(Reuters) - The Wisconsin Supreme Court on Friday upheld a last-ditch Republican move late last year to curb the powers of incoming Democratic Governor Tony Evers, ruling that passing such measures in lame-duck sessions is constitutionally permissible.
The 4-3 decision overturned a lower court ruling in March that had blocked the legislation, criticized by Democrats as a power-grab. Dane County Circuit Judge Richard Niesshad found that the state legislature’s use of an “extraordinary session” was unlawful.
“We hold that the extraordinary sessions do not violate the Wisconsin constitution because the text of our constitution directs the legislature to meet at times as ‘provided by law,’” Justice Rebecca Grassl Bradley wrote for the majority.
A state statute gives the legislature discretion to set its work schedule, including meeting during “an extraordinary session,” she added.
Evers slammed the decision as a politically-motivated “attack on the will of the people, our democracy, and our system of government,” while Republican legislative leaders called the failed challenge a special interest-driven waste of taxpayer money.
The case, brought by the Wisconsin League of Women Voters and other groups, was one of several court challenges to the December 2018 party-line votes by the Republican-led legislature to weaken Evers’ authority as governor.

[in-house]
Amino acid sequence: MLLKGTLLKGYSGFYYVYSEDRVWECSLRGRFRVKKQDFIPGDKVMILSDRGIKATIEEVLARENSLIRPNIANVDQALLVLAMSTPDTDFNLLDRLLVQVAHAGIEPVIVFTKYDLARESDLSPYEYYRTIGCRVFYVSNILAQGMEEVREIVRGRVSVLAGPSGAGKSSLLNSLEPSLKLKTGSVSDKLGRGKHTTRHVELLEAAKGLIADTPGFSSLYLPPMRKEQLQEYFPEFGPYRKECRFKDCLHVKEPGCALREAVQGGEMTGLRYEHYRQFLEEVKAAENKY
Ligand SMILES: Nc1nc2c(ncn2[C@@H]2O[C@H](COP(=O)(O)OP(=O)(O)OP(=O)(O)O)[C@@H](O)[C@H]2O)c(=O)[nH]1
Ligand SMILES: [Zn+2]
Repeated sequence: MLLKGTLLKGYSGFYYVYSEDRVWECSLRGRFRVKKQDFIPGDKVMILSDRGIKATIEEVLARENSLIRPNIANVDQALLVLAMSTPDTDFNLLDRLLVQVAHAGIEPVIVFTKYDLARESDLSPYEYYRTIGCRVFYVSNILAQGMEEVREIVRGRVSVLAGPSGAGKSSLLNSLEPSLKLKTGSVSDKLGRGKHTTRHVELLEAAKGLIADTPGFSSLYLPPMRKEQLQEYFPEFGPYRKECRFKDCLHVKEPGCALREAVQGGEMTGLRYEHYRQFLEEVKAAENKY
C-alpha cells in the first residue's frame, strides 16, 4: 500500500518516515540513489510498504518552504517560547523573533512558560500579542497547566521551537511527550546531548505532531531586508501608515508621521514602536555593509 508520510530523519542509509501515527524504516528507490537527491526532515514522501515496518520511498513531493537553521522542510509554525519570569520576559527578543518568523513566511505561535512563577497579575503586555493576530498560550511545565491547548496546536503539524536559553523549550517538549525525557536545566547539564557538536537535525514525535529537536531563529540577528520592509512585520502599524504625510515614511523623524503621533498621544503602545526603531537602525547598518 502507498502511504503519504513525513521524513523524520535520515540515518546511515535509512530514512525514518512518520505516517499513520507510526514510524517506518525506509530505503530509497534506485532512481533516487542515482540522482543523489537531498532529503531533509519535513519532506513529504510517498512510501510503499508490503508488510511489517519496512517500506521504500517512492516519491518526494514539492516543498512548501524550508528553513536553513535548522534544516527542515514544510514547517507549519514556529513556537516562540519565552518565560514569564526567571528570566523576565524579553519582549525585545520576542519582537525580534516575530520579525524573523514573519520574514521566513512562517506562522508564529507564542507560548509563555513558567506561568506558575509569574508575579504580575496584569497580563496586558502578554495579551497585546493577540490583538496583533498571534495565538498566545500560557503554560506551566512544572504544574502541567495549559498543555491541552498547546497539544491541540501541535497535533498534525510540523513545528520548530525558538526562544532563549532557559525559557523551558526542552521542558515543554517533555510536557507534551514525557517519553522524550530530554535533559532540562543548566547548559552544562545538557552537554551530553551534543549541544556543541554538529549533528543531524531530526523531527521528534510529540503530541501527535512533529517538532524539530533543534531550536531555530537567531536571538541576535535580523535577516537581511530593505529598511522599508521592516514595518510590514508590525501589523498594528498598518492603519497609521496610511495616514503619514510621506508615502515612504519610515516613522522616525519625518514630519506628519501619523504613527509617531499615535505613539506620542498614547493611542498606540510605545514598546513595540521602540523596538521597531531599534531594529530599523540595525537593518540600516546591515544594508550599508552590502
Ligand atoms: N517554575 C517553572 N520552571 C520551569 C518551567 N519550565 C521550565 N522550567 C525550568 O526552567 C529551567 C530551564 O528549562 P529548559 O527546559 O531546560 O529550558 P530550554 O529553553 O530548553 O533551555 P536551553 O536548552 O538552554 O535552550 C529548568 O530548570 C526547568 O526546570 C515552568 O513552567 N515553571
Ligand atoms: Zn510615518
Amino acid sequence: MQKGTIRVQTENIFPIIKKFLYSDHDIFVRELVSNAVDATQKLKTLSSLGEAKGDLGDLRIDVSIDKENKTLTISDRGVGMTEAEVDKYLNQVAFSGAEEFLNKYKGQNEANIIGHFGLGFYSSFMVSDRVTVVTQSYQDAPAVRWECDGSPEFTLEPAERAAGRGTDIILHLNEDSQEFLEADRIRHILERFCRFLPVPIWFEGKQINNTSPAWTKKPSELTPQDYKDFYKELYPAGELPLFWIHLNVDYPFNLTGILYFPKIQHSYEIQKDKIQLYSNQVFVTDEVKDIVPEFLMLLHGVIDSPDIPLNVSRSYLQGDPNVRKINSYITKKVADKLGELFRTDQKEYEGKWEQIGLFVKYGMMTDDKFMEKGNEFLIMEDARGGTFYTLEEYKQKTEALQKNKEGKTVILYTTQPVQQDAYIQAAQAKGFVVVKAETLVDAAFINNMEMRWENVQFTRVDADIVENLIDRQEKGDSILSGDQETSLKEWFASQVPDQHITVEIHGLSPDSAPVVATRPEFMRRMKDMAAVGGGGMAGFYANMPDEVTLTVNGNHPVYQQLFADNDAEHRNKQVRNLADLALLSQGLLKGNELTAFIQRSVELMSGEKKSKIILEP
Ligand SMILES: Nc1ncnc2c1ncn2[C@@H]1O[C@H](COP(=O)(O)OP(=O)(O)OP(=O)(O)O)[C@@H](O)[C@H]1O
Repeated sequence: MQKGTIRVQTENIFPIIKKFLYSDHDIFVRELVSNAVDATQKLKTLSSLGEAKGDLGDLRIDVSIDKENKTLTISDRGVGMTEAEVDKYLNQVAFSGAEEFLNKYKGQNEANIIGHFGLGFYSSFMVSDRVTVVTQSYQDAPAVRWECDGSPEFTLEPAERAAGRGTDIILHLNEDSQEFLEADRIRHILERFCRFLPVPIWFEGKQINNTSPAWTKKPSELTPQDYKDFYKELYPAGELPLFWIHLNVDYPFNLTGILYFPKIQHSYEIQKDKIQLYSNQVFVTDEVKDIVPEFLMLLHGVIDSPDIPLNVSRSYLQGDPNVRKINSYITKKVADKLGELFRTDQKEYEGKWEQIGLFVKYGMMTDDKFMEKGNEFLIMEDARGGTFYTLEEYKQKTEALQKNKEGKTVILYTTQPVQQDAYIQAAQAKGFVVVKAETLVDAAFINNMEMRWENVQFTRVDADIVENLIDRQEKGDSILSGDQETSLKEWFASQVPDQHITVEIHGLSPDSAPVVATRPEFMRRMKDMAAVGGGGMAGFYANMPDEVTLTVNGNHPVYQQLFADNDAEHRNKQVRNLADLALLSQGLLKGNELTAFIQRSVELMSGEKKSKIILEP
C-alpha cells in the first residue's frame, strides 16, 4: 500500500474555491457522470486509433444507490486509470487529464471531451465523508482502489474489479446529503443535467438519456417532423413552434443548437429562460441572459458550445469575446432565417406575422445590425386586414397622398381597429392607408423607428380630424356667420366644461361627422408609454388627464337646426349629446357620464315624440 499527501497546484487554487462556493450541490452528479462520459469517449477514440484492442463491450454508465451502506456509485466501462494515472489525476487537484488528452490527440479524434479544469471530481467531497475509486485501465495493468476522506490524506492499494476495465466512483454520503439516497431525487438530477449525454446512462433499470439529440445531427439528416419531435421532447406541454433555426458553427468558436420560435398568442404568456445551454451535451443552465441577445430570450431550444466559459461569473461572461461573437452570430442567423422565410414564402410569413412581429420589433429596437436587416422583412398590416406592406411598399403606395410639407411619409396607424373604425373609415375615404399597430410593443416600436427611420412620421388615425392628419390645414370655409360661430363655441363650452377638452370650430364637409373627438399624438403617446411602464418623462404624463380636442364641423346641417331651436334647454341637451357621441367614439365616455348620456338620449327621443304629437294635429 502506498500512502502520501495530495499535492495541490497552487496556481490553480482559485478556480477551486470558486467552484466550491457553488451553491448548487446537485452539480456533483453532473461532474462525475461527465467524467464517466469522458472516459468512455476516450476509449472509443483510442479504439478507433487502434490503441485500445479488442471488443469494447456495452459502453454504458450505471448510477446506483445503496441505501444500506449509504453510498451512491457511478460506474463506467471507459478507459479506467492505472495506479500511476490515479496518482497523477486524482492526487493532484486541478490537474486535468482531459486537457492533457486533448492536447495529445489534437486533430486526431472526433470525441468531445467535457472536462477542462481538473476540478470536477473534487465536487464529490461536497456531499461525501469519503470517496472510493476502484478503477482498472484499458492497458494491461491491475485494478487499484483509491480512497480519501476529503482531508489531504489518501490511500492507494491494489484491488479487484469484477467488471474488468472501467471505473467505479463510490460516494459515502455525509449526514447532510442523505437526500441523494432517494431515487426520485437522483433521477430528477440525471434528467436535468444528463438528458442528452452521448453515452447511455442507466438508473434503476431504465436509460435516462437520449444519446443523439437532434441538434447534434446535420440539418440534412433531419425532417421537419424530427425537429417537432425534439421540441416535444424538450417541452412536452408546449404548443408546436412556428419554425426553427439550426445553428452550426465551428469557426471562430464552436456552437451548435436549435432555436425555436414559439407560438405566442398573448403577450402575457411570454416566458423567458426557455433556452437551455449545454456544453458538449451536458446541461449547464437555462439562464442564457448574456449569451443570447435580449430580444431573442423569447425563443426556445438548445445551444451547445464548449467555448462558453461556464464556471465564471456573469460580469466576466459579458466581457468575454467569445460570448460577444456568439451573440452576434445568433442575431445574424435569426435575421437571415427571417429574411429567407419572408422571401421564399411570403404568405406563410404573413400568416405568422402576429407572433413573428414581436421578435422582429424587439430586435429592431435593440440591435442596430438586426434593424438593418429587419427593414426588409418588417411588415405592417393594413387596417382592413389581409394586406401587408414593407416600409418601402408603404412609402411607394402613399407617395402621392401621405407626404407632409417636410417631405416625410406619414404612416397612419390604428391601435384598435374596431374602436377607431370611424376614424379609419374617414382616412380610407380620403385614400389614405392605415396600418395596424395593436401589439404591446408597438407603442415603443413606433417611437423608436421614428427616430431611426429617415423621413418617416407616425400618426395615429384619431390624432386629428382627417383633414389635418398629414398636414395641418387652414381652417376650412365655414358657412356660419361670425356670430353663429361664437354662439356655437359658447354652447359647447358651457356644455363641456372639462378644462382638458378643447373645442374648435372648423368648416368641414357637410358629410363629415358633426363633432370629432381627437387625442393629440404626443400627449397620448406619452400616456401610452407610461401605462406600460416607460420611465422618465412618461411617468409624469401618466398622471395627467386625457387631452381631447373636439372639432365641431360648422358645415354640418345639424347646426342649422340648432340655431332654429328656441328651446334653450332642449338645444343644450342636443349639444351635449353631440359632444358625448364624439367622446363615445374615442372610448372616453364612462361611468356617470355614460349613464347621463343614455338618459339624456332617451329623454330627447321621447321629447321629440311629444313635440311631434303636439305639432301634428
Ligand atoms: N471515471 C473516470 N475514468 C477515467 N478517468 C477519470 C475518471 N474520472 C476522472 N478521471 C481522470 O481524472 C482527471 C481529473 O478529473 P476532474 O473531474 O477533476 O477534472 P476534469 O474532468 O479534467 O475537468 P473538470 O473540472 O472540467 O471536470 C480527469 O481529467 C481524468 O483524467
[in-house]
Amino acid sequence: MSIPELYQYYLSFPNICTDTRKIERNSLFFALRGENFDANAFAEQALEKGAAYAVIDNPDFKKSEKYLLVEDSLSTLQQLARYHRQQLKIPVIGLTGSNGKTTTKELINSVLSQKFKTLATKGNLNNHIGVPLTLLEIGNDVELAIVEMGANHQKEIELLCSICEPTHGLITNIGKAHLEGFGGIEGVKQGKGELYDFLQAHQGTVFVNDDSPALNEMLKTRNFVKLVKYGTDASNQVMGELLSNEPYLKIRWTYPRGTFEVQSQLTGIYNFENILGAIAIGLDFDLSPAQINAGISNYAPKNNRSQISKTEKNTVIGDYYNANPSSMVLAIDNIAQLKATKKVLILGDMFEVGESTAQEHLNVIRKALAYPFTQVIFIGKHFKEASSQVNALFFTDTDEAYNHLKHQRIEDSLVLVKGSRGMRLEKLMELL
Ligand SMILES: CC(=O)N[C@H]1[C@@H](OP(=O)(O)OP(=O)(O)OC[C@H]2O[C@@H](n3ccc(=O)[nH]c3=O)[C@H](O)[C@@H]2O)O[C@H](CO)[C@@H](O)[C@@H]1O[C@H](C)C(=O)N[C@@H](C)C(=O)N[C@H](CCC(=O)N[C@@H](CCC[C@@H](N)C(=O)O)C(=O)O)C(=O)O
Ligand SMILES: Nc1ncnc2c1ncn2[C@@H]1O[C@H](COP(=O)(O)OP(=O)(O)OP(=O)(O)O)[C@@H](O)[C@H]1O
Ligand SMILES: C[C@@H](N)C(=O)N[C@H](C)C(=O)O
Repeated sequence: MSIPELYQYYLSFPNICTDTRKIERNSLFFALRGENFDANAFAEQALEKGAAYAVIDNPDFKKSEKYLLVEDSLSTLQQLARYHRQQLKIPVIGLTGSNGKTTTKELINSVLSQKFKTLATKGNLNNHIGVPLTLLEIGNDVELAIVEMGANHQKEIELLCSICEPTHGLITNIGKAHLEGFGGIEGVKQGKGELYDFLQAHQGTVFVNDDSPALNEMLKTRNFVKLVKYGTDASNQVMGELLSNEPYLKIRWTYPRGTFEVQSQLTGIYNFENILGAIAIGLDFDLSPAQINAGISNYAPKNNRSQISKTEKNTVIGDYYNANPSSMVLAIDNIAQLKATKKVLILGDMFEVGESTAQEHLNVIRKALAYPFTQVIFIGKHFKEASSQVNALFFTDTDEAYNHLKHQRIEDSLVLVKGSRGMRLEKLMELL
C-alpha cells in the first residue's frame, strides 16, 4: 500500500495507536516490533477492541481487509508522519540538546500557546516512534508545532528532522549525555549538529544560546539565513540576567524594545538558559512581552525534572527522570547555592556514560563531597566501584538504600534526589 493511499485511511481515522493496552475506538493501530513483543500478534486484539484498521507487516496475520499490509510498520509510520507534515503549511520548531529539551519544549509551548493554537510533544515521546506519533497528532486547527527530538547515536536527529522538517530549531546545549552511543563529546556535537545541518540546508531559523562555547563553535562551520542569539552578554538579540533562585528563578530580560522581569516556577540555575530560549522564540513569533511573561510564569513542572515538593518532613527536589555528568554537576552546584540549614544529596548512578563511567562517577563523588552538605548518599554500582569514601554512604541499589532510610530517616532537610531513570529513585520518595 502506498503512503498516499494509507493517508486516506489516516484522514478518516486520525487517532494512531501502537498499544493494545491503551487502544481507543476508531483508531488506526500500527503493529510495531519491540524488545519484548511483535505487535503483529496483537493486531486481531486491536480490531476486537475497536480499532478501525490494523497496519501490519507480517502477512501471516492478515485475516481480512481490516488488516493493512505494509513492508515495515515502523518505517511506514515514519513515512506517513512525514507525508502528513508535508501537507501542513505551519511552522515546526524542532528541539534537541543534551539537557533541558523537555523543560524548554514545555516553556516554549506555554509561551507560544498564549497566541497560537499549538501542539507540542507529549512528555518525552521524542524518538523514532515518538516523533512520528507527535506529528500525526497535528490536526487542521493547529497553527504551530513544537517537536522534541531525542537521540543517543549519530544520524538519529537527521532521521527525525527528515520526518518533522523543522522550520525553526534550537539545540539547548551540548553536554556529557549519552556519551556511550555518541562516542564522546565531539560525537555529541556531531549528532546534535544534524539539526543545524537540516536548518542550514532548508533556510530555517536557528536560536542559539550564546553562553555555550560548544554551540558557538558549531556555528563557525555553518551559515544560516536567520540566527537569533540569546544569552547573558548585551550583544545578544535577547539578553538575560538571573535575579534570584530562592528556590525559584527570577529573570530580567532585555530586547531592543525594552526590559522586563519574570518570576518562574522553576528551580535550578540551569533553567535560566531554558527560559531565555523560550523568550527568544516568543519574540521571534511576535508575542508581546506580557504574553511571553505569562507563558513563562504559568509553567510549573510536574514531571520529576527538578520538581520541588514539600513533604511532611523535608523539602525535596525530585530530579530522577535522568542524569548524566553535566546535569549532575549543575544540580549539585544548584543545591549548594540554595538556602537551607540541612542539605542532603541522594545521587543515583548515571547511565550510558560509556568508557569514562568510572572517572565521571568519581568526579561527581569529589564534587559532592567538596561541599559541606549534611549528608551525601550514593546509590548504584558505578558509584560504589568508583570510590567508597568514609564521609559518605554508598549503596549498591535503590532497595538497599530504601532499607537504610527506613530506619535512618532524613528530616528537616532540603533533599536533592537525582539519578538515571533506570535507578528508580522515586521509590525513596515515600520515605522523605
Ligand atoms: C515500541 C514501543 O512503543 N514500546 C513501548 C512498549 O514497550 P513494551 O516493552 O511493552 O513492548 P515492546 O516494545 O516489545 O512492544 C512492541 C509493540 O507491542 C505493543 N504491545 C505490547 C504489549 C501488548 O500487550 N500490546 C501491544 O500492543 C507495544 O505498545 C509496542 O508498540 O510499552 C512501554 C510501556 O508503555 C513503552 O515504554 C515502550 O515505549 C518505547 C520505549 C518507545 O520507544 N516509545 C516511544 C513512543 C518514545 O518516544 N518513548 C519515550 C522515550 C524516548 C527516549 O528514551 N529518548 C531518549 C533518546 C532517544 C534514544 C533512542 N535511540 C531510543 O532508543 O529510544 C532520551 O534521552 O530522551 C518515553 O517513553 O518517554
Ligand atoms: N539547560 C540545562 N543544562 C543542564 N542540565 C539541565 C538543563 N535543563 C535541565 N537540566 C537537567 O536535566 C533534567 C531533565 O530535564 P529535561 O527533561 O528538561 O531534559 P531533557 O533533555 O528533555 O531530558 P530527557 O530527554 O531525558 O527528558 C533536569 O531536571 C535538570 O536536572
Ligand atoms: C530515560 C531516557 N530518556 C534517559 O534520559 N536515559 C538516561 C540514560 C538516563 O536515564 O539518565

In a case brought by labor unions, a second lower court judge, Dane County Circuit Judge Frank Remington, blocked several of the laws passed during the December lame-duck session.
The partisan battle involving all three branches of Wisconsin’s state government mirrors skirmishes in North Carolina and Michigan where Republican lawmakers pursued similar moves after Democratic victories last November.
Among the power-curbing effects of the legislature’s measures, which were signed by outgoing Wisconsin Republican Governor Scott Walker, are limits on the governor’s ability to put administrative rules in place and a prohibition from killing a work requirement for Medicaid recipients.
The legislation also allows lawmakers, rather than the attorney general, to decide whether to withdraw the state from lawsuits. That prevents Evers and Democratic Attorney General Josh Kaul from fulfilling a campaign promise to end Wisconsin’s challenge to the Affordable Care Act, known as Obamacare.
The three dissenting justices on the Wisconsin court said the ruling “subverts the plain text” of the constitution, asserting that the December session was not provided by statute.
“Ultimately, if the legislature wanted to meet in December 2018 in accordance with the constitution, it should have passed a bill to authorize extraordinary sessions, as it has done in the past,” Justice Rebecca Frank Dallet wrote.
Reporting by Peter Szekely in New York; Editing by Susan Thomas and Tom Brown